Watson and a number of female followers of Charles Manson committed seven horrific murders in August, 1969. At the time he committed these crimes, Watson was subject to punishment by death, and indeed he was sentenced to death in 1971. The California Supreme Court invalidated the death penalty the following year, see People v. Anderson, 6 Cal.3d 628, 100 Cal.Rptr. 152, 493 P.2d 880 (1972), however, and Watson's sentence was reduced to life imprisonment under the Indeterminate Sentence Law (ISL). At the time Watson committed the seven murders, a defendant sentenced to life imprisonment in California had no statutory guarantee as to the frequency with which he would be considered for parole and the case law established a right only to periodic review. See In re Jackson, 39 Cal.3d 464, 469-70, 216 Cal.Rptr. 760, 703 P.2d 100 (1985) (citing In re Schoengarth, 66 Cal.2d 295, 57 Cal.Rptr. 600, 425 P.2d 200 (1967)).

Despite the fact that at the time he committed his crimes he was subject to the death penalty and had no right to annual parole hearings in the event of a life sentence, Watson argues that his current sentence of life imprisonment with guaranteed parole hearings every three years violates the ex post facto clause of the United States Constitution. The circumstances giving rise to this claim took place in 1977, about eight years after Watson committed his crimes.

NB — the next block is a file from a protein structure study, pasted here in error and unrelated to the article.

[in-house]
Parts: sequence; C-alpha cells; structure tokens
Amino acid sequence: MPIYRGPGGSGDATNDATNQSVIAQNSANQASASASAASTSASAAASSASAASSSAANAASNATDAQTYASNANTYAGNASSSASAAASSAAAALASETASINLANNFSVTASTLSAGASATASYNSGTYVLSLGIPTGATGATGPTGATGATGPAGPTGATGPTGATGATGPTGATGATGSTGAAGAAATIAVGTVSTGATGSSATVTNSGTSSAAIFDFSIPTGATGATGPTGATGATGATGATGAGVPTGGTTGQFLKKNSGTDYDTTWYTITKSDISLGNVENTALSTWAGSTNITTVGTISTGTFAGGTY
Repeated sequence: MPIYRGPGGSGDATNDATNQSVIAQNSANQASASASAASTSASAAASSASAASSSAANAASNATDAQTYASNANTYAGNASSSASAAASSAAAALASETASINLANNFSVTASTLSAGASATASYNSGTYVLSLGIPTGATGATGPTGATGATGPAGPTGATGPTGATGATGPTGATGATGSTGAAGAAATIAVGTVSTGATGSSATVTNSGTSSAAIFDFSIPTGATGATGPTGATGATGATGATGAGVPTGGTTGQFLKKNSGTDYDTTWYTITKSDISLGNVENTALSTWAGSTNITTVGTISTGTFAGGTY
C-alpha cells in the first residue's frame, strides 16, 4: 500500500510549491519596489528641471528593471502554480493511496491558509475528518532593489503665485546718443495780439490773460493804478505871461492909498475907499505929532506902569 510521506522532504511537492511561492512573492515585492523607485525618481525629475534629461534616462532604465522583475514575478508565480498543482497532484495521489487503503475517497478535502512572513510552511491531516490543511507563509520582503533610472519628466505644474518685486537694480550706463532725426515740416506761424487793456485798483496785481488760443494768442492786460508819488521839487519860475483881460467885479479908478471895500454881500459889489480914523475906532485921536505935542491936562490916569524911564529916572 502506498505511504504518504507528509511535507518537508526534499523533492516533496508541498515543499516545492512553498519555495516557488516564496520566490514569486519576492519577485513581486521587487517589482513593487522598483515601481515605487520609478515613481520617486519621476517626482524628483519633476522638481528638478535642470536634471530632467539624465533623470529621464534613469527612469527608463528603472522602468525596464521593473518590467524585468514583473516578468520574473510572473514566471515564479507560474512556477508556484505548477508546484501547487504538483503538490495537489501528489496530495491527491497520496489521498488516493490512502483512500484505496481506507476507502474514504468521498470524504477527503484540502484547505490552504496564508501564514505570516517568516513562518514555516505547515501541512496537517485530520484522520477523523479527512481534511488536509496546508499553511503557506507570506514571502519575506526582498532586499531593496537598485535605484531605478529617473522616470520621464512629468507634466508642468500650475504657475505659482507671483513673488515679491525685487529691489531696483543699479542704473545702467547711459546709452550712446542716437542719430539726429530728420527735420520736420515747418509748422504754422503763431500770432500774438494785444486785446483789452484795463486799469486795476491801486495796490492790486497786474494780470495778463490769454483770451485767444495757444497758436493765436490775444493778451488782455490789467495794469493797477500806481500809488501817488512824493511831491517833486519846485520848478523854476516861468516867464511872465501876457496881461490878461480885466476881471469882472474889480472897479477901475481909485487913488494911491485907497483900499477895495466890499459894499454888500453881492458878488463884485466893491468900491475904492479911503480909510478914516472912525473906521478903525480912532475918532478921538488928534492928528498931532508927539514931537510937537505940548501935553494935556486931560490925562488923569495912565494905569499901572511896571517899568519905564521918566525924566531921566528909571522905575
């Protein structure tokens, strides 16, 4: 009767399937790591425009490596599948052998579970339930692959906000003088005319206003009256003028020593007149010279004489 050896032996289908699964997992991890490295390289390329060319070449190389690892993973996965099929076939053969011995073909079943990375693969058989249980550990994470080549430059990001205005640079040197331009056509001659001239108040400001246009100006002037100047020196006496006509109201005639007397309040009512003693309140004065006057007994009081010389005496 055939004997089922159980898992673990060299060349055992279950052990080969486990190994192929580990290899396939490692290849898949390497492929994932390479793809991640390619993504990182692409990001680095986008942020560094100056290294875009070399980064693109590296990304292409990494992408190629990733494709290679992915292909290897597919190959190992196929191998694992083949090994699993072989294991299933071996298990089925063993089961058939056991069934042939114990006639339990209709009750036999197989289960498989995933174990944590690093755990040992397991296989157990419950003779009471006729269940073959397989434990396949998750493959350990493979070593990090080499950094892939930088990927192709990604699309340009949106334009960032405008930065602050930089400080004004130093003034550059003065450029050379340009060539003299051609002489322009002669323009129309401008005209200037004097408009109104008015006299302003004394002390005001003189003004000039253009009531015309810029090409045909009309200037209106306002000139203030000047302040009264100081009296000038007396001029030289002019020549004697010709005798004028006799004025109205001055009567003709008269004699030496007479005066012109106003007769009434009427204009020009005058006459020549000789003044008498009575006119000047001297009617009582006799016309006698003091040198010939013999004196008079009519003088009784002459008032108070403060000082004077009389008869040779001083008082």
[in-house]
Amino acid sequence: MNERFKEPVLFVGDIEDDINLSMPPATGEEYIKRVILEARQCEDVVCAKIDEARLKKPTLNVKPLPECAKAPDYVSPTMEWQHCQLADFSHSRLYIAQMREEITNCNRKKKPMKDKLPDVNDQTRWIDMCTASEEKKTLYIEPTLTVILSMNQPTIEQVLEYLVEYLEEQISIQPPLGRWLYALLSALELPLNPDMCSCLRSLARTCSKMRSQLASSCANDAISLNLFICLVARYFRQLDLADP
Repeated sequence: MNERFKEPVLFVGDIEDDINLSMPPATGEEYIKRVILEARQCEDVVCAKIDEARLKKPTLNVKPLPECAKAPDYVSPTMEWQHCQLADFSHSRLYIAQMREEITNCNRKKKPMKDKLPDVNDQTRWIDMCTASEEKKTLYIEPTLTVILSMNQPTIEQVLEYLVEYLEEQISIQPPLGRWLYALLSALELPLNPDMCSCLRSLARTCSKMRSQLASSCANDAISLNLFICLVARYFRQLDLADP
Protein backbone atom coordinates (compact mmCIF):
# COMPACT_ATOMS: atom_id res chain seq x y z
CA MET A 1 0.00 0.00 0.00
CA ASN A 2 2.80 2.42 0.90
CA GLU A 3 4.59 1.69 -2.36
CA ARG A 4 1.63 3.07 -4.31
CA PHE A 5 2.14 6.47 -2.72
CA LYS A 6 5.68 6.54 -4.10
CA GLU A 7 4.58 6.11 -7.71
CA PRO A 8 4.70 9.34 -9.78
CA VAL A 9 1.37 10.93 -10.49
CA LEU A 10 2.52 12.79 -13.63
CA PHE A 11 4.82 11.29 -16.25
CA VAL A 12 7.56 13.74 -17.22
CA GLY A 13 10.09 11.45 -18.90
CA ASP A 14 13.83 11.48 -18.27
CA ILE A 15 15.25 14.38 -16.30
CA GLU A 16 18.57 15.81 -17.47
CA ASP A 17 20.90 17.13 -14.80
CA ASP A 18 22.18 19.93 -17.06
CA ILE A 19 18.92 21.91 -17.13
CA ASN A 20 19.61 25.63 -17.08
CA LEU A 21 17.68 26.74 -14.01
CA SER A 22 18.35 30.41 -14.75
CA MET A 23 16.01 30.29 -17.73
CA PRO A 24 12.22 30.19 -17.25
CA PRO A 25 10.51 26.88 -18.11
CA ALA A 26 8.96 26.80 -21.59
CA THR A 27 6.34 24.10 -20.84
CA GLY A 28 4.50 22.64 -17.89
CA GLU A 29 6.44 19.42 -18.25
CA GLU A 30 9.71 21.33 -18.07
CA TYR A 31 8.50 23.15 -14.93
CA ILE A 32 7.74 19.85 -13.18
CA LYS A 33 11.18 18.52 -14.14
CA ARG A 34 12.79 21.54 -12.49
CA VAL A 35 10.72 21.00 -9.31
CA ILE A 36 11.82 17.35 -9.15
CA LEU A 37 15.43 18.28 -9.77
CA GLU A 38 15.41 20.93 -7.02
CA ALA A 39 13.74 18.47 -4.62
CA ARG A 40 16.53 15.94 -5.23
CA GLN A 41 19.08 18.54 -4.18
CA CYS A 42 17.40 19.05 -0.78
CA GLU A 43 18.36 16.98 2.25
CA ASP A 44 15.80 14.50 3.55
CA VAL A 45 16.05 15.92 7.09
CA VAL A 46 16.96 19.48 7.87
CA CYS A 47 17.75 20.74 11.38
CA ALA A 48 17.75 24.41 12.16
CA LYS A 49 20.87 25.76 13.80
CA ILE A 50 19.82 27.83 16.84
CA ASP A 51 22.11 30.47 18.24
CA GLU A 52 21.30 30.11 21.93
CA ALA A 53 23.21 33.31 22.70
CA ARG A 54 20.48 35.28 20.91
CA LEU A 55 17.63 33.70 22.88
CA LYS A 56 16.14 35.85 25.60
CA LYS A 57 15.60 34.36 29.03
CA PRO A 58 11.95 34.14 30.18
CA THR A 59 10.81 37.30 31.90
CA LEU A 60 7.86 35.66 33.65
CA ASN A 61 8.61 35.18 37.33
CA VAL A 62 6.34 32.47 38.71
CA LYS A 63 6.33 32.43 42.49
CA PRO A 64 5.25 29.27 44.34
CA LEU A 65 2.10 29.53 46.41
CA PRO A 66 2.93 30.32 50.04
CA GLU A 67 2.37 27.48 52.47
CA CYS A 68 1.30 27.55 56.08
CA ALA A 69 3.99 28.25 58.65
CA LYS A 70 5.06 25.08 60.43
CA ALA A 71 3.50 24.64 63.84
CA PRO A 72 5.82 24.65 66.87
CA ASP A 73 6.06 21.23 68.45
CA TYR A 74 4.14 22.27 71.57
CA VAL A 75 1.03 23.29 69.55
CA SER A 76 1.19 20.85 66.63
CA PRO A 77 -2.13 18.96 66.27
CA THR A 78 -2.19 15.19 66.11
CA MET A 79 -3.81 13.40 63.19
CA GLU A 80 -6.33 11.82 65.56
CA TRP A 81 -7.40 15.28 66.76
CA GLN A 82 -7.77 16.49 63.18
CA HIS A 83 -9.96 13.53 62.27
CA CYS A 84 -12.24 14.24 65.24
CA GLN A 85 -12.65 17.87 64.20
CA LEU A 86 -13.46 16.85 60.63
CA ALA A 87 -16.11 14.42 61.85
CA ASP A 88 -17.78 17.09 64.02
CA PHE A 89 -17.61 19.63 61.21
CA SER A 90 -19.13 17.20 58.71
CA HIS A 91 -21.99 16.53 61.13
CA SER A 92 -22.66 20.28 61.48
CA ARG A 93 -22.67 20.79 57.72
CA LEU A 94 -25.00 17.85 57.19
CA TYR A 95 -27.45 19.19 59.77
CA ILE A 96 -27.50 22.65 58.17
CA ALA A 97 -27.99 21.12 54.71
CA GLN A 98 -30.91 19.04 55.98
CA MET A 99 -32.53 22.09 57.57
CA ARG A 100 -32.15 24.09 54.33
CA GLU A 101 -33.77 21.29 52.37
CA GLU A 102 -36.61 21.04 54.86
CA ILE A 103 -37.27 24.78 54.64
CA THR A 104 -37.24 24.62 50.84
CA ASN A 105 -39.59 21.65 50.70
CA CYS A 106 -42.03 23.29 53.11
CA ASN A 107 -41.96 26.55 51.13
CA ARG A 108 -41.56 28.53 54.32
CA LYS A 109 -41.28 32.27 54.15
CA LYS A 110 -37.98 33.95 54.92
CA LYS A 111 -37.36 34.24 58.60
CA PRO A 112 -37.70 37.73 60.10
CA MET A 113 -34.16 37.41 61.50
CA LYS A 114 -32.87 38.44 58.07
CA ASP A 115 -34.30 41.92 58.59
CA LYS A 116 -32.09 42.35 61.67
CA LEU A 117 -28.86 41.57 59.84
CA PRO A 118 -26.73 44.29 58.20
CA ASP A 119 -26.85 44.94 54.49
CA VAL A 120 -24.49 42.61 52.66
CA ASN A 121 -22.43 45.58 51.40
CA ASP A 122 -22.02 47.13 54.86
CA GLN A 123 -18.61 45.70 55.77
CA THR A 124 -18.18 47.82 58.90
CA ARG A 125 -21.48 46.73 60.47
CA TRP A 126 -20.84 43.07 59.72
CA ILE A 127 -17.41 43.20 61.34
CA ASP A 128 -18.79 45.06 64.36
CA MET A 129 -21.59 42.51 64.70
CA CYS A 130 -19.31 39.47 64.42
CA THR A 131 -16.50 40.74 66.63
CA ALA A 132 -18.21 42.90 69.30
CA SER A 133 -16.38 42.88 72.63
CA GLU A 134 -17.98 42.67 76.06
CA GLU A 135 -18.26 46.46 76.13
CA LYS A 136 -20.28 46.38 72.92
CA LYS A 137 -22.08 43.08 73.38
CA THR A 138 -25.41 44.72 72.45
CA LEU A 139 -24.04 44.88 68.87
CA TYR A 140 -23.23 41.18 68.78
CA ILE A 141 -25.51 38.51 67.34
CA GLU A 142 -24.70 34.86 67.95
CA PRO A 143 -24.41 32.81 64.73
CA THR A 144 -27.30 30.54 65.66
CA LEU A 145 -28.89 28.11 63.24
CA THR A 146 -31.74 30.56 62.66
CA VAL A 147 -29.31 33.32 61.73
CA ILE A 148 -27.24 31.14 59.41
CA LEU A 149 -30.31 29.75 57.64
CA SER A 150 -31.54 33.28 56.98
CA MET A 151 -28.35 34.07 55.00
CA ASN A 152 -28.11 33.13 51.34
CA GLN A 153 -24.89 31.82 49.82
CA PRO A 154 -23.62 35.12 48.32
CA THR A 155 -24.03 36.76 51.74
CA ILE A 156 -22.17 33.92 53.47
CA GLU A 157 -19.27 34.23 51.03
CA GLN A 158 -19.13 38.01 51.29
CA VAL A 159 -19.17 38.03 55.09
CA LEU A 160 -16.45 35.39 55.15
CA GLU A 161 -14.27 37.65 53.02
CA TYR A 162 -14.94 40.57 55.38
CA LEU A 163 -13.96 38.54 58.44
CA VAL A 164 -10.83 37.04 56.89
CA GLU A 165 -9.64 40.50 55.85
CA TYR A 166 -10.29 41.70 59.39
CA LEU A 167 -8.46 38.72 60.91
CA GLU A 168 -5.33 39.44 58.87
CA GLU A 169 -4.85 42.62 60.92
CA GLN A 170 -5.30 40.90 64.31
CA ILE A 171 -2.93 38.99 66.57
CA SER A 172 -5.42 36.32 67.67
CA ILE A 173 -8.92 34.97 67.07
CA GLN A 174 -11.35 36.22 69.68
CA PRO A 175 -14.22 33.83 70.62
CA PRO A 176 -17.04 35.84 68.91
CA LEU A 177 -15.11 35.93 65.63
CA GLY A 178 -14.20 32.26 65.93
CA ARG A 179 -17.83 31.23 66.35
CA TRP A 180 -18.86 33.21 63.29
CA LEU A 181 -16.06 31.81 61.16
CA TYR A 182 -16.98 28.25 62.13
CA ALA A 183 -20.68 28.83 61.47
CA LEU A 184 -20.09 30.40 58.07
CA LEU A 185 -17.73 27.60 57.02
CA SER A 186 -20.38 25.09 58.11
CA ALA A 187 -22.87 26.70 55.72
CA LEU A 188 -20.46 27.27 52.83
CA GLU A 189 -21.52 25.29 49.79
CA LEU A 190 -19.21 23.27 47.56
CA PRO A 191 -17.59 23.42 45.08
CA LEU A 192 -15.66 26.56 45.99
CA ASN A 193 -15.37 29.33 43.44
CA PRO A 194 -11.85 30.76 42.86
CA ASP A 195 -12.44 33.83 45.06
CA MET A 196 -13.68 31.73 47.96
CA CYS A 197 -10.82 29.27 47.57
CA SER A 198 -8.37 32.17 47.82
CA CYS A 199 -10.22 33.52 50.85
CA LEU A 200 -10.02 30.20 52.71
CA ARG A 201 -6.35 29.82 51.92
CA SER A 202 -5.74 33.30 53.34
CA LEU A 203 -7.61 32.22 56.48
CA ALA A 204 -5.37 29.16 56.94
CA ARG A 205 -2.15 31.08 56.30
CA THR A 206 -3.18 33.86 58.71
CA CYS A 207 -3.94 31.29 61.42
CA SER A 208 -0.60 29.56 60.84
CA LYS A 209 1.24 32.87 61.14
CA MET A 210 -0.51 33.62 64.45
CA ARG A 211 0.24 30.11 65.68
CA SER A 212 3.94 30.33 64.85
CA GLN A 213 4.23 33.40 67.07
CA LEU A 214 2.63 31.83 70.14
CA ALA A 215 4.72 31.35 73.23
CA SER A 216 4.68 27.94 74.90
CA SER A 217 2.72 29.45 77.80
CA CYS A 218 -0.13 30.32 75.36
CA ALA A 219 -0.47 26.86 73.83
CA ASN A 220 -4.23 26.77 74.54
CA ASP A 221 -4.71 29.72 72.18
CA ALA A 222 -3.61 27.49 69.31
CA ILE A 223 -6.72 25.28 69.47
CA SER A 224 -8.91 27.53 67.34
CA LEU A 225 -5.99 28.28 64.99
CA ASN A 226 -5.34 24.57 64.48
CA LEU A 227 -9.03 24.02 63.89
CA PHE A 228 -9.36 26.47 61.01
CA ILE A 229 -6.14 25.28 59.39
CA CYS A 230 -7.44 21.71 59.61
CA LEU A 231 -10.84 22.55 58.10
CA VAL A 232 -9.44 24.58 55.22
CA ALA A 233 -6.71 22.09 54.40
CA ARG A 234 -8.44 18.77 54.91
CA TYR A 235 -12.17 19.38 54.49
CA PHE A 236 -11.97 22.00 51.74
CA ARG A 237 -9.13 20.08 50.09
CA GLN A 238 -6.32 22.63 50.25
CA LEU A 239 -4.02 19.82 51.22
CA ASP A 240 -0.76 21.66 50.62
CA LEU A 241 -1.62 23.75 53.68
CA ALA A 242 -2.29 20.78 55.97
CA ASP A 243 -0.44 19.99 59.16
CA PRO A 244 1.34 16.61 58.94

On July 1, 1977, the California Determinate Sentencing Law (DSL), Cal. Penal Code Sec. 3041.5 (West Supp.1978), took effect. See Jackson, 39 Cal.3d at 467, 216 Cal.Rptr. 760, 703 P.2d 100. The DSL provided that all prisoners then serving prison sentences for whom a parole release date had not been set were entitled to annual parole suitability hearings. Cal. Penal Code Sec. 3041.5(b)(2). Thus, Watson was entitled to annual parole hearings under the DSL. However, California amended section 3041.5(b)(2) in 1981 to provide the following exception to the requirement that the California Board of Prison Terms (the Board) hold annual parole suitability hearings: